A few characters that are introduced kind of become sideline characters when I was hoping they would become more prominent, but this story centers around those of the previous book. Again, the overall story I enjoyed and I liked a few places Cline went with the story because they were unexpected and daring considering the content and the modern times we live in, but some of the topics he chose to focus on are the reason I have mixed feelings.

One reason I am recommending the book despite the mixed feelings is that the story keeps you interested and wanting to know what happens next. There is very little I would call predictable and there are a few things I could discuss in more detail but would bring in a few spoiler-related content, so I will refrain and have these conversations individually. After seeing the less-exciting comments about the book, I was afraid that this sequel was riding on the success of the first book and movie of that book. I am happy to say that it does stand on its own. I understand why some fans would not like this sequel though I think many will like it. There are merits for all arguments for both sides. It is impossible to please everyone.

I think if you liked Ready Player One, then you are probably going to read Ready Player Two regardless of what I or anyone else says, which is a great thing in itself and I encourage that. Perhaps you are reading this recommendation after having read this book to avoid potential spoilers much like I refrained from reading any reviews for the same reason. I hope you enjoy or enjoyed the book, or at least felt like you got something out of it that you weren’t expecting.

Happy Reading.

The Best of Gene Wolfe

The Best of Gene Wolfe Book CoverI began The Best of Gene Wolfe a few months ago thinking a book of short stories was the perfect way to keep reading habits while attending a graduate program. I enjoy short story collections and it was a great way to fit in some reading between coursework. This was also a great way to experience more of Wolfe’s work.

I first read Gene Wolfe at the beginning of the year when I read his series The Book of the New Sun, which may be his best known work. His writing is oddly compelling and you get the sense of an entire universe just beyond the words on the page. His writing is unique though I have compared it to writers such as Philip K Dick insofar as his stories leave you with things to think about. His writing, though science/speculative fiction, is incomparable from any I have read (unless I discover a new author whose work can be considered near Wolfe’s).

There are 31 stories in this collection taking up roughly 480 pages. A few run longer at around 40 pages, but most are about 10-15 pages. I enjoyed most of these stories. Some I absolutely loved while others I found a bit underwhelming. My favorite by far is “The Fifth Head of Cerberus” which was reminiscent of the New Sun series.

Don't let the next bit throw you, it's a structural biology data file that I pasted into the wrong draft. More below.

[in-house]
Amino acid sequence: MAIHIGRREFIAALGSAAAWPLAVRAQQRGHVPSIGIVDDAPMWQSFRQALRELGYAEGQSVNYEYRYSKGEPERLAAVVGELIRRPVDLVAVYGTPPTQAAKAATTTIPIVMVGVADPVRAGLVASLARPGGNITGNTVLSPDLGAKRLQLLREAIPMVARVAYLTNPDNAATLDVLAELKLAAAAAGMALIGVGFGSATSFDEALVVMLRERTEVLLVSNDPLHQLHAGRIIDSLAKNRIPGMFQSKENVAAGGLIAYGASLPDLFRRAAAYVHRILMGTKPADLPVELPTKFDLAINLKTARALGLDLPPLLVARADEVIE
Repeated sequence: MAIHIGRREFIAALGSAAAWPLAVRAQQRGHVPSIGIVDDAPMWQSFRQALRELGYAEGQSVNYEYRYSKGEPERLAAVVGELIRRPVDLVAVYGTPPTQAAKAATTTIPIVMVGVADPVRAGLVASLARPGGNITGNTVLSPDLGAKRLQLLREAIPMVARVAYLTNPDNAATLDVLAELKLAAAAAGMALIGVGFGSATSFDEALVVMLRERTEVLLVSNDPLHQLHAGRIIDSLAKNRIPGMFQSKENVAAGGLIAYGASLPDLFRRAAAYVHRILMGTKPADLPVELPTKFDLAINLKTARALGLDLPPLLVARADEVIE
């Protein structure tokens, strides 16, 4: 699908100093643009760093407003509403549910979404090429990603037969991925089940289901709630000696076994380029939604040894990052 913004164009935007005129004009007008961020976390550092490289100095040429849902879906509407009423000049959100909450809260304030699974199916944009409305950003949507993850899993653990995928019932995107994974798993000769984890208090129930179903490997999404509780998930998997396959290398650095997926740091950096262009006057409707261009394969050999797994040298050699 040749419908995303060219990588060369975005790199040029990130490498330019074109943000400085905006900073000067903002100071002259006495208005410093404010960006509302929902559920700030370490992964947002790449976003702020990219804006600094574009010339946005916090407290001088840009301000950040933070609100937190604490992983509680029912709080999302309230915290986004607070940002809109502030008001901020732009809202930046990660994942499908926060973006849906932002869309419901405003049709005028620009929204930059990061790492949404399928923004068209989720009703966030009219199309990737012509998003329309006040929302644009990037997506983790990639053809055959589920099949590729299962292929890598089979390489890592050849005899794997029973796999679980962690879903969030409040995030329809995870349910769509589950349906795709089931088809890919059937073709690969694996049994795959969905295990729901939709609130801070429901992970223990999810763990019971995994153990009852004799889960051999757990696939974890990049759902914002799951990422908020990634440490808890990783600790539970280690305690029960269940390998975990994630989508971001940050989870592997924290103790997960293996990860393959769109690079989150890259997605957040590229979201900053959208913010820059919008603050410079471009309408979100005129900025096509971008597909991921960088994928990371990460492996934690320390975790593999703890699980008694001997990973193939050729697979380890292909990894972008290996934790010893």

Each story contains an afterword, just a paragraph, where Gene discusses the story you just read and something about it like how he came up with the idea or how the story influenced his career. One I remember was simply him discussing a view alongside a road and that was one of the main prompts for the story. These afterwords are fun because they are little commentaries by the author that often add a little bit to the story itself even if it ends up being unrelated to the subject matter.

Overall, I enjoyed the collection and I actually read through it a little quicker than I typically do for short story collections of this length. Since this gave me more insight into Wolfe’s work, I feel I can say with more certainty that I am a fan and will continue to read more. If you have yet to discover Wolfe, this may be a great way to determine if you like his style.

Happy Reading.

My Favorite Books This Year (2020)

2020 has been a wild, scary year, but as always, books remain a great way to escape, learn, grow, and find enjoyment. I decided to put a quick “year in review” together of what I read and enjoyed. A few of these items I’m glad to say were on my list of series to read at the beginning of the year. There is just under 3 weeks left of the year, which is plenty of time to read a few more (which I will be doing), but I figured I had plenty to put into a list.

Murderbot Series

The Murderbot Diaries by Martha Wells
I started the year off going through the first several installments of The Murderbot Diaries. The newest released in May this year, Network Effect, and the next comes out this coming April titled Fugitive Telemetry. This series is simply fantastic and I am glad I now have it on my shelf.

The Silver Linings Playbook by Matthew QuickThe Silver Linings Playbook book cover